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Summer employment dispatches: Joan Piasta L’15

August 08, 2013

 Editor’s Note: Each summer Penn Law students hone their skills through a wide array of private and public sector internships across the country and around the world. Generous financial support and fellowships for international and public interest work enable students to pursue diverse assignments in the U.S. and abroad. This dispatch from Joan Piasta L’15 is one in a series of firsthand accounts by Law School students about how their summer employment opportunities are preparing them for their legal careers. Through the Penn Law International Internship Program (PLIIP), Piasta, who grew up in Sonoma County, California,  and graduated summa cum laude from the University of San Francisco, spent the summer at a leading Japanese law firm.

A Life-Changing Tokyo Summer

This summer, I worked in Tokyo as a summer intern at Anderson Mori & Tomotsune (AMT), one of Japan’s “Big Four” law firms. The firm’s Tokyo office consisted of approximately 300 bengoshi (lawyers qualified in Japan), 10 lawyers qualified in foreign jurisdictions, 130 other professional staff such as immigration lawyers, translators, and paralegals, and 180 other general staff members.

On the 37th floor of the firm’s futuristic Izumi Garden Tower office, I peered out the windows at the horizon peppered with skyscrapers, the Tokyo Tower, beautiful sunsets, and occasionally Mt. Fuji.  The brilliant, talented, and kind attorneys and staff members were the highlight of my experience.  Not only was I energized by my co-workers’ friendly spirit and team mentality, but I was inspired by their urgency, high standard of excellence, and client focus, which they applied to each task.  

The work assignments and exposure could not have been more rewarding.  After spending four summers in a small litigation firm in Sonoma County, California, I was thrilled to gain experience in Big Law transactional work.  The assignments not only spanned international borders, but a wide array of legal areas.  For instance, on my first day at AMT, my supervising attorney detailed me to work on an 86-page due diligence report – to polish it, annotate it, and make it as user-friendly as possible for our clients.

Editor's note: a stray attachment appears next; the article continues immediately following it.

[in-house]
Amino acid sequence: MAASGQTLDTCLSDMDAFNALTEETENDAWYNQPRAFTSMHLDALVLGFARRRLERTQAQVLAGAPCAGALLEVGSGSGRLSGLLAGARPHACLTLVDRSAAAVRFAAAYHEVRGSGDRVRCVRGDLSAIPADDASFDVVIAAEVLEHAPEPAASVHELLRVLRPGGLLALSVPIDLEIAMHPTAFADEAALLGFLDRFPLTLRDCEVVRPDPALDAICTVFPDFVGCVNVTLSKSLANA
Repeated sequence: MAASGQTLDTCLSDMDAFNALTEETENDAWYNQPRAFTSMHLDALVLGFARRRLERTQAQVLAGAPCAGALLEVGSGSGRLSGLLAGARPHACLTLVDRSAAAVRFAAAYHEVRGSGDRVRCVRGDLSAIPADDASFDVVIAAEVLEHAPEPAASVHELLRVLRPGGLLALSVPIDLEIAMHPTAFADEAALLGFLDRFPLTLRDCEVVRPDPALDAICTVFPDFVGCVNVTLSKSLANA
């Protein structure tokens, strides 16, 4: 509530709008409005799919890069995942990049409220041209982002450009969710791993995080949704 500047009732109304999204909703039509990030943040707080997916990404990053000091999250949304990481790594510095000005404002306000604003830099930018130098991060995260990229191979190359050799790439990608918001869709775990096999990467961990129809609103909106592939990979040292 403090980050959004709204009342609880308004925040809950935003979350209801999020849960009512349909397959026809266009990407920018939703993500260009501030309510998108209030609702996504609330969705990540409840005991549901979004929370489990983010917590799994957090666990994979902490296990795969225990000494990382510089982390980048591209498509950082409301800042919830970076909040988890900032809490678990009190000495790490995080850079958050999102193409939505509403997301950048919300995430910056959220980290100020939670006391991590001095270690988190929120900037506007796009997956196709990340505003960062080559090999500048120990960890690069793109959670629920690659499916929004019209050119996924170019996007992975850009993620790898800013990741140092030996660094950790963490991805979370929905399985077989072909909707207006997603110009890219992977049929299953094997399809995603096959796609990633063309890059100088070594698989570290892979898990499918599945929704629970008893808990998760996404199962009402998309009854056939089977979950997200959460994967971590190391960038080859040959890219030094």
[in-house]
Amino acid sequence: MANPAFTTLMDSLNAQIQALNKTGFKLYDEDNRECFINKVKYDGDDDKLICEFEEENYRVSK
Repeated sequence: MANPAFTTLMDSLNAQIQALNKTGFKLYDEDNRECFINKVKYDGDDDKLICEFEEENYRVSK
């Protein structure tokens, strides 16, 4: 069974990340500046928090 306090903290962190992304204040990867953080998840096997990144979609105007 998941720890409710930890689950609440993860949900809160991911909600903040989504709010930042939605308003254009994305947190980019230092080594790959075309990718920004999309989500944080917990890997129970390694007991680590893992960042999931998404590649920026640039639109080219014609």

I primarily worked on a cross-border joint venture by participating in negotiations and helping finalize share purchase agreements, shareholders’ agreements, and other documentation.  Besides my work on the joint venture, I analyzed and summarized an international art lending agreement for clients and attorneys to reference.  I was also able to attend a witness examination and help finalize a defendant’s brief in a contract and employment dispute before the Tokyo District Court of Justice.

In addition to the substantive and challenging work, I was grateful to experience Japanese professional legal culture and customs. I even had the opportunity to play in the firm’s futsal league.  Most of all, I forged professional relationships and lasting friendships.

I admit that I was initially daunted by living in a foreign country, in a place I had never been and where I did not know a soul. But every day I worked at AMT, I could not have been more enthralled by the law, nor more grateful for the professional experience of a lifetime.  I am grateful to Penn Law and PLIIP for opening so many doors and for presenting me with this life-changing opportunity.

Read more summer employment dispatches.

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